How to Keep Bugs Away From Lights?

Installing porch or lawn lights is one of the best ways to beautify your home and property. It’s both effective and cost-effective, it makes walking around at night much easier, and it even increases your home’s safety by deterring potential hooligans or wrong-doers.

Unfortunately, outdoor lighting has one major downside too – it attracts bugs as if the light bulbs were made out of honey!

The reason why flying insects are attracted to lamps is actually quite simple (and tragic) – most flying insects’ vision is designed to seek out and locate the brightest light source in the night sky and use it for orientation and to find their nest. For thousands of years, this brightest light used to be the moon or the North star.

Once humans came along, however, we threw a wrench in the bugs’ biological GPS and now they are inescapably drawn to our lighting fixtures. Another factor that attracts bugs is the heat emitted by many lighting fixtures which makes them even more attractive.

So, what can we do to fix this issue and clean up our property from the hundreds or thousands of insects flying aimlessly around our porch at night? Fortunately, there are quite a few possible solutions. Unfortunately, not all of them are 100% effective so you might want to employ several at the same time:

Change your lighting fixtures

The best way for how to keep bugs away from porch lights is to change the porch lights themselves. LED lights are the best thing you can try because they emit less heat than incandescent bulbs. LED light is also less attractive to insects while still looking fantastic for our homes at night.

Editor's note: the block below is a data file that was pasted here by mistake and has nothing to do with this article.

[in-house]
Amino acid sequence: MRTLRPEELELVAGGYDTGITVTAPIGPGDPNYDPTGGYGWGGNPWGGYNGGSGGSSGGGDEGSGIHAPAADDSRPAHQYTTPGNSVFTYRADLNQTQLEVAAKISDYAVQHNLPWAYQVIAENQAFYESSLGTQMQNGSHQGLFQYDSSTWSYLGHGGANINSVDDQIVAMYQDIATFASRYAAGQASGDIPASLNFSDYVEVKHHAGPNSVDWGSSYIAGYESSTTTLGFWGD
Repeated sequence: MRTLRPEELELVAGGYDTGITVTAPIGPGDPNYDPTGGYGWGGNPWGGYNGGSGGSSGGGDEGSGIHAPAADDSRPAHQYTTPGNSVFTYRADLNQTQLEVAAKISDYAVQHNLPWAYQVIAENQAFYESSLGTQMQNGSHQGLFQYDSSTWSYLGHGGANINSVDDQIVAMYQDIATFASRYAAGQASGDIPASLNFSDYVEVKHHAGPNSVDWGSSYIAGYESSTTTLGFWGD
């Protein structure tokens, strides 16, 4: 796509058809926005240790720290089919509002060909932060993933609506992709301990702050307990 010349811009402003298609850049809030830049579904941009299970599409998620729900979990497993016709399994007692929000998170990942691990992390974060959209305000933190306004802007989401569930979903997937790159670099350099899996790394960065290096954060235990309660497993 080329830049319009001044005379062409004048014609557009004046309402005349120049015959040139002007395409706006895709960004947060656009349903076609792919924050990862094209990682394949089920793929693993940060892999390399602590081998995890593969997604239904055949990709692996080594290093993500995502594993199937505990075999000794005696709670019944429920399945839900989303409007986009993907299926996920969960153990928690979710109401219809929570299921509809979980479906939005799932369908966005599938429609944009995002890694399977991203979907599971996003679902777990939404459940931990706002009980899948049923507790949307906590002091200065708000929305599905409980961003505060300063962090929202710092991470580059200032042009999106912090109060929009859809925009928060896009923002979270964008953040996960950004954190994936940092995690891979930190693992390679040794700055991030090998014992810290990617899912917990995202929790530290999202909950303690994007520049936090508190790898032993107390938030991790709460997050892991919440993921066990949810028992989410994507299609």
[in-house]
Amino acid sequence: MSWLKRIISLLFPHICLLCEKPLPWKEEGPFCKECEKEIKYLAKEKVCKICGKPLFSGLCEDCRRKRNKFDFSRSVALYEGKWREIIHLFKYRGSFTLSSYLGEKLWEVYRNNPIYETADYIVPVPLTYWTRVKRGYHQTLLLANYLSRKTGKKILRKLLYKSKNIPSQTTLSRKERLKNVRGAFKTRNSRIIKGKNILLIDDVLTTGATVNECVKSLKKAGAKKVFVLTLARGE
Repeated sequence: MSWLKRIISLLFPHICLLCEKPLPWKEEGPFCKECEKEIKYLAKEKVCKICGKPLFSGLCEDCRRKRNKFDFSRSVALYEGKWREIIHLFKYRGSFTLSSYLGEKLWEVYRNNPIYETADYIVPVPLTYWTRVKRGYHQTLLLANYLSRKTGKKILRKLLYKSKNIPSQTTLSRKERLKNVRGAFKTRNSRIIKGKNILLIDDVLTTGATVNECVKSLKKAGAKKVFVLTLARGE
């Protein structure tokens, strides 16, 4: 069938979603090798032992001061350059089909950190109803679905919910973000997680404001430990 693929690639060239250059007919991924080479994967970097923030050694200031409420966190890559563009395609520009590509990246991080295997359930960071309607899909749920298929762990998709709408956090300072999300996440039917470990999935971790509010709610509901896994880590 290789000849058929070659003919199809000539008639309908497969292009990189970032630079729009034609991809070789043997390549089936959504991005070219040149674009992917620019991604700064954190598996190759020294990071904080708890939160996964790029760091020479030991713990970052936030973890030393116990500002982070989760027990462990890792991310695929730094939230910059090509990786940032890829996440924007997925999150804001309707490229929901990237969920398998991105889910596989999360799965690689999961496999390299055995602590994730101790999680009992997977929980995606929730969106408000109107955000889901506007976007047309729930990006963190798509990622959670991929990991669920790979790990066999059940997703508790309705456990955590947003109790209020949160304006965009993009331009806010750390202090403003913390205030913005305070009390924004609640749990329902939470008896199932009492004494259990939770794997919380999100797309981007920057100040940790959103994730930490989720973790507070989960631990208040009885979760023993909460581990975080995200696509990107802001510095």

Granted, LED lights are a bit more expensive than incandescent bulbs but they are also more energy-efficient and last longer so they are worth it.

Try yellow bulbs

If you’re not a fan of LED lights, another trick for how to keep June bugs away from lights is to switch to specially tinted “bug” bulbs. These bulbs are specially designed to repel insects by emitting yellow light in the highest possible light spectrum which makes them hard for insects to see.

This is likely the most effective way to ensure that bugs won’t be attracted to your porch lights. Unfortunately, yellow light is often unappealing to people so you may not like how your lawn and home look with it.

Try “aromatherapy”

Insects are notoriously sensitive to smells and there are many aromas that can be great insect repellents. There are several different ways you can try to employ this method:

  • Aromatic candles. If you only have lights on your porch and not around your entire property, lighting a few aromatic candles alongside your porch lights can act as an excellent insect repellent. Plus, they will produce even more beautiful lighting for your porch at night.
    There are a few problems with this strategy, however. For one, lighting multiple aroma candles every night can be expensive. Plus, it’s a bit of a fire hazard too. Additionally, if it’s windy or you have an extra big porch, the effects may be insufficient.